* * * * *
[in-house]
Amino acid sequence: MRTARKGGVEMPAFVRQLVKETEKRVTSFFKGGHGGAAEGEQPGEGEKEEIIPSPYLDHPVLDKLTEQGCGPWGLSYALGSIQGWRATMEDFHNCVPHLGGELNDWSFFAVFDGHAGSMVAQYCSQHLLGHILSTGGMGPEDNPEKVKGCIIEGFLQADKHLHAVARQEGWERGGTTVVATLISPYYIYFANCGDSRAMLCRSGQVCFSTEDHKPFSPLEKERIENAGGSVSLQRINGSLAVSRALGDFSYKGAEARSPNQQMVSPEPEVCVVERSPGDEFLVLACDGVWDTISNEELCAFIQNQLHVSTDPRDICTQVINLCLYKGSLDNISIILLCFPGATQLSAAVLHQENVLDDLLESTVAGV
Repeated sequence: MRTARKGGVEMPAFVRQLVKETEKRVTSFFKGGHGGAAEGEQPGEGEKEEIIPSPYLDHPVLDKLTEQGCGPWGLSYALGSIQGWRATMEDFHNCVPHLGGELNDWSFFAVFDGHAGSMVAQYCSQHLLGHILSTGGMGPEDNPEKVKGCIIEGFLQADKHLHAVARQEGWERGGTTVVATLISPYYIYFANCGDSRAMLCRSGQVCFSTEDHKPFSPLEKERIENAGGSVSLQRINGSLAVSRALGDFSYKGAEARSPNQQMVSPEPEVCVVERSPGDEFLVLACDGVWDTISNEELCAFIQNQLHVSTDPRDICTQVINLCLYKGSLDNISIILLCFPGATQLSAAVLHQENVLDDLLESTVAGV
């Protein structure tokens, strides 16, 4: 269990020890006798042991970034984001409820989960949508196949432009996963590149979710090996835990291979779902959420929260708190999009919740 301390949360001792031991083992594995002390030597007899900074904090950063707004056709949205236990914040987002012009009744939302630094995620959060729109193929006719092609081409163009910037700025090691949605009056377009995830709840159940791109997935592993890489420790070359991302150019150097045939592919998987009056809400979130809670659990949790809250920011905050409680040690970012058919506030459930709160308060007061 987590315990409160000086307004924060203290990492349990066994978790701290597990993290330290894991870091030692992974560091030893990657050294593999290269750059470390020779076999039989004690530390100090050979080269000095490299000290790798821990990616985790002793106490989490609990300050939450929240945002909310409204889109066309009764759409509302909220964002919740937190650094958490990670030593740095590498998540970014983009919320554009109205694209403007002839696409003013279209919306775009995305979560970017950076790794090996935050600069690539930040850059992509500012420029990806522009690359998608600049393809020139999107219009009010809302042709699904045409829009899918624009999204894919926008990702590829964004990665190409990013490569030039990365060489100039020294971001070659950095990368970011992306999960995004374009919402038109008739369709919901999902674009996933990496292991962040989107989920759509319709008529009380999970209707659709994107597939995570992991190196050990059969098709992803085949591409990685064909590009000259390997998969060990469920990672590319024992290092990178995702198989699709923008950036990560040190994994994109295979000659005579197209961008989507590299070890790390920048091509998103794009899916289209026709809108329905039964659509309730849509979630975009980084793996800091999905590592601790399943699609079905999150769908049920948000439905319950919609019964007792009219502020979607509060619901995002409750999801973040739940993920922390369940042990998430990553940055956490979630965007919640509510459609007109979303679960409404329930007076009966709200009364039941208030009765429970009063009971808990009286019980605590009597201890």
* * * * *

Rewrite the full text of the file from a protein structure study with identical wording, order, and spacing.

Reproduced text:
[in-house]
Amino acid sequence: MRTARKGGVEMPAFVRQLVKETEKRVTSFFKGGHGGAAEGEQPGEGEKEEIIPSPYLDHPVLDKLTEQGCGPWGLSYALGSIQGWRATMEDFHNCVPHLGGELNDWSFFAVFDGHAGSMVAQYCSQHLLGHILSTGGMGPEDNPEKVKGCIIEGFLQADKHLHAVARQEGWERGGTTVVATLISPYYIYFANCGDSRAMLCRSGQVCFSTEDHKPFSPLEKERIENAGGSVSLQRINGSLAVSRALGDFSYKGAEARSPNQQMVSPEPEVCVVERSPGDEFLVLACDGVWDTISNEELCAFIQNQLHVSTDPRDICTQVINLCLYKGSLDNISIILLCFPGATQLSAAVLHQENVLDDLLESTVAGV
Repeated sequence: MRTARKGGVEMPAFVRQLVKETEKRVTSFFKGGHGGAAEGEQPGEGEKEEIIPSPYLDHPVLDKLTEQGCGPWGLSYALGSIQGWRATMEDFHNCVPHLGGELNDWSFFAVFDGHAGSMVAQYCSQHLLGHILSTGGMGPEDNPEKVKGCIIEGFLQADKHLHAVARQEGWERGGTTVVATLISPYYIYFANCGDSRAMLCRSGQVCFSTEDHKPFSPLEKERIENAGGSVSLQRINGSLAVSRALGDFSYKGAEARSPNQQMVSPEPEVCVVERSPGDEFLVLACDGVWDTISNEELCAFIQNQLHVSTDPRDICTQVINLCLYKGSLDNISIILLCFPGATQLSAAVLHQENVLDDLLESTVAGV
């Protein structure tokens, strides 16, 4: 269990020890006798042991970034984001409820989960949508196949432009996963590149979710090996835990291979779902959420929260708190999009919740 301390949360001792031991083992594995002390030597007899900074904090950063707004056709949205236990914040987002012009009744939302630094995620959060729109193929006719092609081409163009910037700025090691949605009056377009995830709840159940791109997935592993890489420790070359991302150019150097045939592919998987009056809400979130809670659990949790809250920011905050409680040690970012058919506030459930709160308060007061 987590315990409160000086307004924060203290990492349990066994978790701290597990993290330290894991870091030692992974560091030893990657050294593999290269750059470390020779076999039989004690530390100090050979080269000095490299000290790798821990990616985790002793106490989490609990300050939450929240945002909310409204889109066309009764759409509302909220964002919740937190650094958490990670030593740095590498998540970014983009919320554009109205694209403007002839696409003013279209919306775009995305979560970017950076790794090996935050600069690539930040850059992509500012420029990806522009690359998608600049393809020139999107219009009010809302042709699904045409829009899918624009999204894919926008990702590829964004990665190409990013490569030039990365060489100039020294971001070659950095990368970011992306999960995004374009919402038109008739369709919901999902674009996933990496292991962040989107989920759509319709008529009380999970209707659709994107597939995570992991190196050990059969098709992803085949591409990685064909590009000259390997998969060990469920990672590319024992290092990178995702198989699709923008950036990560040190994994994109295979000659005579197209961008989507590299070890790390920048091509998103794009899916289209026709809108329905039964659509309730849509979630975009980084793996800091999905590592601790399943699609079905999150769908049920948000439905319950919609019964007792009219502020979607509060619901995002409750999801973040739940993920922390369940042990998430990553940055956490979630965007919640509510459609007109979303679960409404329930007076009966709200009364039941208030009765429970009063009971808990009286019980605590009597201890």